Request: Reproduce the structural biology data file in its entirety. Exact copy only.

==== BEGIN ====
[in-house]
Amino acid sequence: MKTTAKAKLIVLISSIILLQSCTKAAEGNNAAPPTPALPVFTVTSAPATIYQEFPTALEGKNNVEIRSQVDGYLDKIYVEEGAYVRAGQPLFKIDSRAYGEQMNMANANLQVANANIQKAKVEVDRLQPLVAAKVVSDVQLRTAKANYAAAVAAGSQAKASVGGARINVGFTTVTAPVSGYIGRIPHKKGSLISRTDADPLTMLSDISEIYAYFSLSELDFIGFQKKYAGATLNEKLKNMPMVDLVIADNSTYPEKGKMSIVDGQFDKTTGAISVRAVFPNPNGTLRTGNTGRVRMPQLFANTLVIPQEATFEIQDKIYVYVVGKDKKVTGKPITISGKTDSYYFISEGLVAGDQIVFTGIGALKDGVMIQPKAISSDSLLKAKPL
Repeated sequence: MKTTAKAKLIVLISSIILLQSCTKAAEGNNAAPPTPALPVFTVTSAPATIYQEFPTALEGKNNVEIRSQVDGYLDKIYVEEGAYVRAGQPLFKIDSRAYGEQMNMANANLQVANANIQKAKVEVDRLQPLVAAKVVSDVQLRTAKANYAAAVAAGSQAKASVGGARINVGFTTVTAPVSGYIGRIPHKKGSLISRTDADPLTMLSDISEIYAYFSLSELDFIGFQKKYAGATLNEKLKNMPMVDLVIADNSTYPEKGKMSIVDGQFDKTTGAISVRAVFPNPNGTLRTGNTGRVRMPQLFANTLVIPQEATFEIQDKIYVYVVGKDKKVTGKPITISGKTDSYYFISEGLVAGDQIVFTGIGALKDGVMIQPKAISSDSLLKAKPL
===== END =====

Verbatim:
[in-house]
Amino acid sequence: MKTTAKAKLIVLISSIILLQSCTKAAEGNNAAPPTPALPVFTVTSAPATIYQEFPTALEGKNNVEIRSQVDGYLDKIYVEEGAYVRAGQPLFKIDSRAYGEQMNMANANLQVANANIQKAKVEVDRLQPLVAAKVVSDVQLRTAKANYAAAVAAGSQAKASVGGARINVGFTTVTAPVSGYIGRIPHKKGSLISRTDADPLTMLSDISEIYAYFSLSELDFIGFQKKYAGATLNEKLKNMPMVDLVIADNSTYPEKGKMSIVDGQFDKTTGAISVRAVFPNPNGTLRTGNTGRVRMPQLFANTLVIPQEATFEIQDKIYVYVVGKDKKVTGKPITISGKTDSYYFISEGLVAGDQIVFTGIGALKDGVMIQPKAISSDSLLKAKPL
Repeated sequence: MKTTAKAKLIVLISSIILLQSCTKAAEGNNAAPPTPALPVFTVTSAPATIYQEFPTALEGKNNVEIRSQVDGYLDKIYVEEGAYVRAGQPLFKIDSRAYGEQMNMANANLQVANANIQKAKVEVDRLQPLVAAKVVSDVQLRTAKANYAAAVAAGSQAKASVGGARINVGFTTVTAPVSGYIGRIPHKKGSLISRTDADPLTMLSDISEIYAYFSLSELDFIGFQKKYAGATLNEKLKNMPMVDLVIADNSTYPEKGKMSIVDGQFDKTTGAISVRAVFPNPNGTLRTGNTGRVRMPQLFANTLVIPQEATFEIQDKIYVYVVGKDKKVTGKPITISGKTDSYYFISEGLVAGDQIVFTGIGALKDGVMIQPKAISSDSLLKAKPL